There’s more than one way to be an effective quarterback. Consider this in the context of Kentucky’s position group from the past 2 decades, which includes great passers like Jared Lorenzen and Andre Woodson and scramblers like Randall Cobb and Lynn Bowden. But how do they stack up? Well, below is the ranking of the 13 UK quarterbacks from 2000-present who attempted 100 passes. Unfortunately, this actually excludes Bowden, but we’ll address him (and where he would rank) within the list.

Here are the top Cats.

13. Morgan Newton (2009-12)

Key stats: 50.3% completions, 1,837 yards, 15 TDs, 13 INTs

Newton showed great promise in helping Kentucky win 7 games as a true freshman in 2009, passing for 706 yards with 6 TDs against 3 interceptions. The bad news is that as the collection of players around him got weaker, so did Newton’s skills. He missed a game his senior year because he was taking the LSAT. While he did play for two bowl-bound Kentucky teams, his career ended up a disappointment after a promising start.

12. Sawyer Smith (2019-20)

Key stats: 45.2% completions, 690 yards, 4 TDs, 5 INTs

Smith was supposed to be a backup in 2019, showed excellent skills for much of the Florida game, and then suffered several injuries, each of which reduced his effectiveness more than the one before. By the end of the season, he would sometimes take a snap or two in relief of Lynn Bowden, but his passing was erratic. He was better than his numbers, but he might not get the chance to prove it in 2020.

11. Drew Barker (2015-17)

Key stats: 50.4% completions, 747 yards, 5 TDs, 7 INTs

Not unlike Smith, Barker had one great game, or part of a game — he threw for almost 300 yards in the first half of the 2016 opener against Southern Mississippi. But like Smith, lingering injuries prevented him from making any sort of long-term contribution to the program.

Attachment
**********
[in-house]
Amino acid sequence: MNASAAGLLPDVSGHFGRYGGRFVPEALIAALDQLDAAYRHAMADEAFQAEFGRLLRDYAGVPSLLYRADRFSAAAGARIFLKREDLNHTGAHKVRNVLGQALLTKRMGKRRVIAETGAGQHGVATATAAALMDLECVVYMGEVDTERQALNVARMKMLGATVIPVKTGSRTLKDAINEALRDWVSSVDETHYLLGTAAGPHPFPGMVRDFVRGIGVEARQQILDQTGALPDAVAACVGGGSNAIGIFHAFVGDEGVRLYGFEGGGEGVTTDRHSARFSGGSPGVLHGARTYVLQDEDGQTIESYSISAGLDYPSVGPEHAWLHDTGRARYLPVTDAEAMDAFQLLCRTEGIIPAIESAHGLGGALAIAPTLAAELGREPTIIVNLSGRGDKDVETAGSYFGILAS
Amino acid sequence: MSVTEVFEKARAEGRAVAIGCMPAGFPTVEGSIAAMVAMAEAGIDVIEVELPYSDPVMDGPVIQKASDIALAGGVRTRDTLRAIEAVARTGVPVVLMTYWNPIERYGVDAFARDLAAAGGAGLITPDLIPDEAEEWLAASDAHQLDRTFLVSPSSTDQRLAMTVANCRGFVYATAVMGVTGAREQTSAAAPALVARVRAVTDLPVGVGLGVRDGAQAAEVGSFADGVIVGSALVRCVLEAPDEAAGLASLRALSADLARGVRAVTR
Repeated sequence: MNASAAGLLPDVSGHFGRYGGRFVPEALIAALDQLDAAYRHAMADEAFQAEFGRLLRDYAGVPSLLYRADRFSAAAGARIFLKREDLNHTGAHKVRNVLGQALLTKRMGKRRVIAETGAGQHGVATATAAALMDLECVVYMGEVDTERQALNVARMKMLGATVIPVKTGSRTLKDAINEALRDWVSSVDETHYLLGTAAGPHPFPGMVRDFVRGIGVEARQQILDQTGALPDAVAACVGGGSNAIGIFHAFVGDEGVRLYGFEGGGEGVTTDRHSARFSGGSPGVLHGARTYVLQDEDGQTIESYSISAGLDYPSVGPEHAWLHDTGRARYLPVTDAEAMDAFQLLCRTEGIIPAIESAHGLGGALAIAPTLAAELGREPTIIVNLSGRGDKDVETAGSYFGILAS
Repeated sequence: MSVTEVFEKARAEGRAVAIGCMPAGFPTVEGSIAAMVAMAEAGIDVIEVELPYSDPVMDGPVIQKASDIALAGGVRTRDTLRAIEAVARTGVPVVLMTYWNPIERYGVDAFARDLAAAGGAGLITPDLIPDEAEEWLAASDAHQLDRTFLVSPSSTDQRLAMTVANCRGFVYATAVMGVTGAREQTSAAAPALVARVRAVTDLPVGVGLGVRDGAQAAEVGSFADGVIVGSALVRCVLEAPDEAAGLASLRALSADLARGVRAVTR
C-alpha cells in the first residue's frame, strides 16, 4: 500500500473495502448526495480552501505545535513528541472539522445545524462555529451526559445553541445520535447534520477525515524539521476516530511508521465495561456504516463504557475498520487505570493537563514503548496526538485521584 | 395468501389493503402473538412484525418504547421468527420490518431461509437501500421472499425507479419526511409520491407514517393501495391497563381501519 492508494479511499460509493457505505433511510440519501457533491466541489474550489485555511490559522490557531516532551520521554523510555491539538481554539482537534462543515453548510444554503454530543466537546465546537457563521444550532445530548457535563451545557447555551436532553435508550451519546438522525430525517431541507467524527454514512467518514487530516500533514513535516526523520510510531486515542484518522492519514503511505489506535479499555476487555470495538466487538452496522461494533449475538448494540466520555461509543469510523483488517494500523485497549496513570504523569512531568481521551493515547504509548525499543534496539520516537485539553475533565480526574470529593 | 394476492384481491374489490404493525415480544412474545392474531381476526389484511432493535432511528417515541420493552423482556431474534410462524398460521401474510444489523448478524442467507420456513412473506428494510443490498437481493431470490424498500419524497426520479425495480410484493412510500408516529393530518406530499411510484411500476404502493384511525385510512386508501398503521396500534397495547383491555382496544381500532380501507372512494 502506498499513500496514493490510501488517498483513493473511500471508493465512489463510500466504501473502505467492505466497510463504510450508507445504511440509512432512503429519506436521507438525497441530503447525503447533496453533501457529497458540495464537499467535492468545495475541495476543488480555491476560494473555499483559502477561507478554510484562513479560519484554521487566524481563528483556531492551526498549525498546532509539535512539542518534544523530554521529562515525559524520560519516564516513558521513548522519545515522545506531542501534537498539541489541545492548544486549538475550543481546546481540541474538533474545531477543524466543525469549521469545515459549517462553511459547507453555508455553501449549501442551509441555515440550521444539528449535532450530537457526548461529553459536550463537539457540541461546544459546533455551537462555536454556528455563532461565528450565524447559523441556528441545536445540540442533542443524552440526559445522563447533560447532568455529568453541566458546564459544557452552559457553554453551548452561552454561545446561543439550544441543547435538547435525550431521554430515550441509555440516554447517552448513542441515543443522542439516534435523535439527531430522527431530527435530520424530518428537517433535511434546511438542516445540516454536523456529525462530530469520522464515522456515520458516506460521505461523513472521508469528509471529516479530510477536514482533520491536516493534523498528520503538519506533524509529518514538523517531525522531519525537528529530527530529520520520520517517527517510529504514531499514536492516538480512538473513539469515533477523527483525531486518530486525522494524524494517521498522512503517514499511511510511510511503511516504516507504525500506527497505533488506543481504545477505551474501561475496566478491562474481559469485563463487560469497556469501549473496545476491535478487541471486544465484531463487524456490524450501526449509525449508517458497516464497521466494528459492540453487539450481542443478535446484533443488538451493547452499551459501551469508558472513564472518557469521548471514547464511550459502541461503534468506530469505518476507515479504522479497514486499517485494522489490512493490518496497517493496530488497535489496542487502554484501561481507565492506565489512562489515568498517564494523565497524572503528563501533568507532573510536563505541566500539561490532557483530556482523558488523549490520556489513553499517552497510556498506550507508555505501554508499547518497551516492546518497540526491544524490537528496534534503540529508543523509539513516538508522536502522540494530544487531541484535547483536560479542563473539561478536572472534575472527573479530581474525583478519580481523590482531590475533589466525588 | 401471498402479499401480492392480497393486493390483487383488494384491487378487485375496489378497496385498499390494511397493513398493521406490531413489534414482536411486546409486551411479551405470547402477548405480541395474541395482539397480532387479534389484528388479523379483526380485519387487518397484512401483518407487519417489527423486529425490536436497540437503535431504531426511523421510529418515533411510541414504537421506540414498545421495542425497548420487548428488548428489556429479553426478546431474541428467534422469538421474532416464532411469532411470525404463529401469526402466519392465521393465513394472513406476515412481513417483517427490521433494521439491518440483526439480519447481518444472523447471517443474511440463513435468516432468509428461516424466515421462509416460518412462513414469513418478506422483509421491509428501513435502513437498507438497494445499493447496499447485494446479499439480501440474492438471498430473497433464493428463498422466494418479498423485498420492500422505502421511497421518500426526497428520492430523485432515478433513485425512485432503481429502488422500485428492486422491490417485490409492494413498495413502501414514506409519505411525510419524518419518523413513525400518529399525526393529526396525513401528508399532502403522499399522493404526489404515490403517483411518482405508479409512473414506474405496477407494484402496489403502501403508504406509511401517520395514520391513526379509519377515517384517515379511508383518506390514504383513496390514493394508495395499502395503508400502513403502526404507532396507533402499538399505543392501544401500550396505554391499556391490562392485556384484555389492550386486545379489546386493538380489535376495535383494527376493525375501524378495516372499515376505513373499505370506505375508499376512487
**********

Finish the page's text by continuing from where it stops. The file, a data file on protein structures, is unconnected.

10. Jalen Whitlow (2012-13)

Key stats: 57.8% completions, 1,836 yards, 8 TDs, 7 INTs, 663 yards rushing, 9 rushing TDs

Whitlow split time with Maxwell Smith and was the mobile QB for Joker Phillips’ final UK team and Mark Stoops’ first one. Those teams went 4-20, but Whitlow was one of the more productive players, showing decent passing and rushing skills under tough circumstances.

9. Shane Boyd (2001-04)

Key stats: 51.8% completions, 2,484 yards, 13 TDs, 17 INTs, 845 rushing yards, 13 rushing TDs, 8 receptions, 187 receiving yards, 1 TD

Boyd started a few games in 2001 and most of the 2004 season, but also played a slash role in 2002 and 2003, showing excellent rushing skills, and catching a handful of passes. As a quarterback, he sometimes struggled with the subpar teams he played on (2-9 seasons in 2001 and 2004). He might have been better used as a wide receiver, but he certainly displayed a varied skill set in Lexington.

8. Randall Cobb (2008-10)

Key stats: 50.8% completions, 689 yards, 5 TDs, 5 INTs, also had 1,313 rushing yards and 22 rushing TDs, 1,661 receiving yards, and 13 receiving TDs.

Cobb played quarterback for much of the 2008 season, and amassed most of his passing stats in that role (although he did throw the occasional pass even as a wide receiver in 2010). As a quarterback, Cobb was a better passer than Lynn Bowden, but was perhaps not quite as elusive as a rusher. He undoubtedly would have improved had he stayed at the position — perhaps he would have ended up No. 4 or 5 on this list. Incidentally, had Bowden qualified for this grouping, that’s where he would have ended up, but he only attempted 79 career passes.

7. Maxwell Smith (2011-13)

Key stats: 60.1% completions, 3,070 yards, 21 TDs, 9 INTs